Platform Bans: German Competition Authority Critical Despite Coty Judgment

Since last year’s “Coty” judgment of the European Court of Justice (ECJ), it may have seemed settled that authorized dealers in a selective distribution network can be prohibited from selling products via third-party marketplaces, i.e. online platforms operated by third parties such as Amazon.[1] However, in a recent position paper, the German Federal Cartel Office (FCO) has expressed a much more nuanced view.[2]

According to the Coty judgment, EU competition law generally allows the banning of online third-party platforms in selective distribution systems, especially for luxury goods. First, where such a ban is applied without discrimination and in a proportionate manner to the distribution of luxury goods and with the objective of preserving the luxury image of such goods, the ban is not considered a restriction of competition. Second, in all other cases – for example where the goods in question are not “luxury goods” – the ban may be justified by the Vertical Block Exemption Regulation (VBER), provided the market shares of the parties are below 30 percent.[3]

The FCO, however, makes it clear that there are several issues that remain unsolved, even after the Coty ruling.

First, the FCO points out that the Coty judgment deals with “luxury goods” and that it cannot simply be applied one-to-one to other types of products, including high-quality products. Thus platform bans for non-luxury goods may, in fact, infringe competition law, even within selective distribution systems. In the absence of a clear definition separating “luxury goods” from other (high-quality) branded products, accepting outright bans of online platforms will, therefore, be anything but automatic.

Second, the FCO explains the policy that it proposes to apply outside the (limited) scope of the Coty ruling, i.e. to non-luxury goods, including high-quality branded products: it considers that a general prohibition on using third-party online platforms is likely excessive and that less restrictive measures, such as specific quality requirements, will normally suffice to protect a brand image. For example, the FCO explains that dealers could be required to have their own online shop on the marketplace rather than share a product page with other dealers.

Third, the FCO also puts a question mark over the application of the VBER to third-party platform bans. The ECJ decided in its “Pierre Fabre” judgment that manufacturers generally cannot prevent their distributors from using the internet as a sales channel.[4] An outright ban on internet sales is normally an infringement of EU competition law. However, in “Coty,” the ECJ added that a mere ban of third-party platforms does not amount to a prohibition on using the internet – provided distributors are able to run their own online shops and are unrestricted in using the internet for advertising and marketing purposes so that customers can find their online offers via online search engines. The FCO now points out that consumer preferences and the relative importance of different sales channels may vary between EU member states. According to the FCO, marketplaces and price comparison sites are much more significant in Germany than in other EU member states. In Germany, banning the use of marketplaces could reduce a distributor’s visibility to such an extent that the ban becomes equivalent to a complete ban of online sales and, thus, unlawful.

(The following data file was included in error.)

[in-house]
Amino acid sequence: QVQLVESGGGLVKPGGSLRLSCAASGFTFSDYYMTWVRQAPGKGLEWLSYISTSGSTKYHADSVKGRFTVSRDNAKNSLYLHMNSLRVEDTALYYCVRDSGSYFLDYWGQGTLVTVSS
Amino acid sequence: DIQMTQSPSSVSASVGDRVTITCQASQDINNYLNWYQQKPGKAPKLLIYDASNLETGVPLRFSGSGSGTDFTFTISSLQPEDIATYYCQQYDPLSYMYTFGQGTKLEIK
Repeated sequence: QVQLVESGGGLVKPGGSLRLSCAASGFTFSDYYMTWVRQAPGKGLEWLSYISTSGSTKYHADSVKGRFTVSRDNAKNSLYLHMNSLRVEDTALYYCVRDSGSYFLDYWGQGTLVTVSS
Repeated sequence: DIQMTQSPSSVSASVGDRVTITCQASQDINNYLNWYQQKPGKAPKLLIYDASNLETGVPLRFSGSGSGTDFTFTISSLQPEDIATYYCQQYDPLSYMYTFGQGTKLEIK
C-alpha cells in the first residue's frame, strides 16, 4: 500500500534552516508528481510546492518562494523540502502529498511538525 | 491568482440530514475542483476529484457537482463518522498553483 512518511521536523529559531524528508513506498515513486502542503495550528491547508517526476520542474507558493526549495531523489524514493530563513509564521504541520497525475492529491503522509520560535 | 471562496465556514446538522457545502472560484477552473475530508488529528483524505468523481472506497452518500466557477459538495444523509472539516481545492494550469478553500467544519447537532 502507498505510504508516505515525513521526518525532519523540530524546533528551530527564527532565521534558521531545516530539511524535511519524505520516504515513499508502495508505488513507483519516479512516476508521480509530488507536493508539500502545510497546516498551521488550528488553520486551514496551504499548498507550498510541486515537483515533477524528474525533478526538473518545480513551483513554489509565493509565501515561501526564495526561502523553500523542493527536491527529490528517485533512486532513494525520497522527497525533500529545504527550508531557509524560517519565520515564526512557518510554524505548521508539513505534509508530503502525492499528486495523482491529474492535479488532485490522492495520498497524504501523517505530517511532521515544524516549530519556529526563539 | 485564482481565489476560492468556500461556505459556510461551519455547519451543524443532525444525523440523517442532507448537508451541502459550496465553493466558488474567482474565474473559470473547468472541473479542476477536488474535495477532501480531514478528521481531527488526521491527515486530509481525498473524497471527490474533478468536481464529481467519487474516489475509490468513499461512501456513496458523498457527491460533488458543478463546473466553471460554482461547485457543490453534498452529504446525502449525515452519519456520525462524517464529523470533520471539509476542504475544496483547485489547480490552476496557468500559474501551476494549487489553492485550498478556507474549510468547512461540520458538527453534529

In a nutshell, the FCO is not prepared to generally accept the legality of third-party platform bans and it can be expected that it will continue to challenge such prohibitions if they have restrictive effects on competition.

However, the FCO also recognizes that Amazon Marketplace has become increasingly important for manufacturers and that many manufacturers can no longer afford to exclude this particular sales channel from their distribution system. The rising market power of Amazon Marketplace is of particular concern for the authority because of Amazon’s dual business model. Amazon is a “hybrid platform” that acts both as an intermediary for online dealers and as an authorized dealer for the same products. The FCO highlights the risks that follow from this setup: in particular, independent dealers could be disadvantaged or squeezed out of the market. The FCO is very clear about its intention to keep online markets open and that it will closely monitor Amazon’s growing market power with this in mind.

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[1] EU Court of Justice judgment of December 6, 2017, Coty Germany GmbH vs. Parfümerie Akzente GmbH, C-230/16, EU:C:2017:941.

[2] “Competition and Consumer Protection in the Digital Economy: Competition restraints in online sales after Coty and Asics – what’s next?” published on the FCO website (link).

[3] Commission Regulation (EU) No 330/2010 of April 20, 2010 on the application of Article 101(3) of the Treaty on the Functioning of the European Union to categories of vertical agreements and concerted practices.

[4] EU Court of Justice judgment of October 13, 2011, Pierre Fabre Dermo-Cosmétique SAS vs. Président de l’Autorité de la concurrence a.o., C-439/09, [2011] ECR I-9447.